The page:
Treatment for reflux esophagitis may include the following:
- Proton pump inhibitors block acid production in the stomach and allow time for damaged esophageal tissue to heal. Drugs available by prescription include omeprazole, esomeprazole (Nexium) and lansoprazole. Over-the-counter proton pump inhibitors also are available. Other treatments for gastrointestinal reflux disease (GORD) may alleviate GORD symptoms but generally have little effect on esophagitis.
- Fundoplication, a surgical procedure, may be used to treat GORD and improve the condition of the esophagus if other interventions don't work. During this procedure, a portion of the stomach is wrapped around the valve separating the esophagus and stomach (lower esophageal sphincter). This strengthens the sphincter and prevents acid from backing up into the esophagus. Fundoplication may also correct problems related to a hiatal hernia.
Treatment for eosinophilic esophagitis is primarily avoiding the allergen and reducing the allergic reaction with medications.
- Oral steroids. Corticosteroids may lessen the inflammation associated with allergic reactions and allow for the esophagus to heal. Side effects associated with long-term use of oral steroids, however, can be severe. These effects include loss of bone density, slowed growth in children, diabetes, acne and mood disorders.
- Inhaled steroids. Inhaled steroids are used to manage asthma. Some studies have shown that the use of these medications may help treat eosinophilic esophagitis. Your doctor will instruct you on how to swallow the steroid preparation, rather than inhaling it, so that it coats your esophagus. This delivery system for steroids rarely results in serious side effects.
- Restricted diet. If tests show that you have food allergies, your doctor may ask you to eliminate the problem foods from your diet completely. Your doctor may refer you to a dietitian, who can help you manage your diet and plan healthy meals. Your doctor may also recommend vitamins or supplements or special nutritional drinks if your allergies significantly limit your food choices.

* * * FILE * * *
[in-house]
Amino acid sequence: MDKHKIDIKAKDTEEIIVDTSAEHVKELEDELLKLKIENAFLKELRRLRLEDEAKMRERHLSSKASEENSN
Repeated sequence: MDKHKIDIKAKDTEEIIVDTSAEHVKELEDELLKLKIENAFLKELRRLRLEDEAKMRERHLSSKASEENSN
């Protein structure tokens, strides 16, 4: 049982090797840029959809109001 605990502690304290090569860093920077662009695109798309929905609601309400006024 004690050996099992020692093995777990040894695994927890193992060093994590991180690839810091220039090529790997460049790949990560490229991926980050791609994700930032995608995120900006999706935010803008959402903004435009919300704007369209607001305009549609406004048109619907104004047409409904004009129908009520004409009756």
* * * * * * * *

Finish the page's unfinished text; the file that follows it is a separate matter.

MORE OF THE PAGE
Treatment for drug-induced esophagitis is primarily avoiding the problem drug when possible and reducing the risk with better pill-taking habits. Your doctor may recommend:
- Taking an alternative drug that is less likely to cause drug-induced esophagitis
- Taking a liquid version of a medication if possible
- Drinking an entire glass of water with a pill
- Sitting or standing for at least 30 minutes after taking a pill
Your doctor may prescribe a medication to treat a bacterial, viral, fungal or parasitic infection causing infectious esophagitis.
Treating common complications
A gastroenterologist may perform a procedure to expand, or dilate, the esophagus. This treatment is generally used only when the narrowing is very severe or food has become lodged in the esophagus.
This procedure is performed with one or more endoscopic devices, small narrow tubes inserted through the esophagus. Versions of these devices may be equipped with a:
- Tapered tip that starts with a rounded point that gradually widens
- Balloon that can be expanded after it's inserted in the esophagus
Depending on the type of esophagitis you have, you may lessen symptoms or avoid recurring problems by following these steps:
- Avoid food allergens. Read food labels carefully to avoid food to which you have an allergy. Be careful when eating out. Ask about what ingredients are in a dish and how they're prepared.
- Avoid foods that may increase reflux. Avoid foods that you know worsen your symptoms of gastroesophageal reflux. These may include alcohol, caffeine, citrus fruits, tomatoes and spicy foods.
- Use good pill-taking habits. Always take a pill with plenty of water. Don't lie down for at least 30 minutes after taking a pill.
- Lose weight. Talk to your doctor about an appropriate diet and exercise routine to help you lose weight and maintain a healthy weight.
- If you smoke, quit. Talk to your doctor if you need help ending a smoking habit.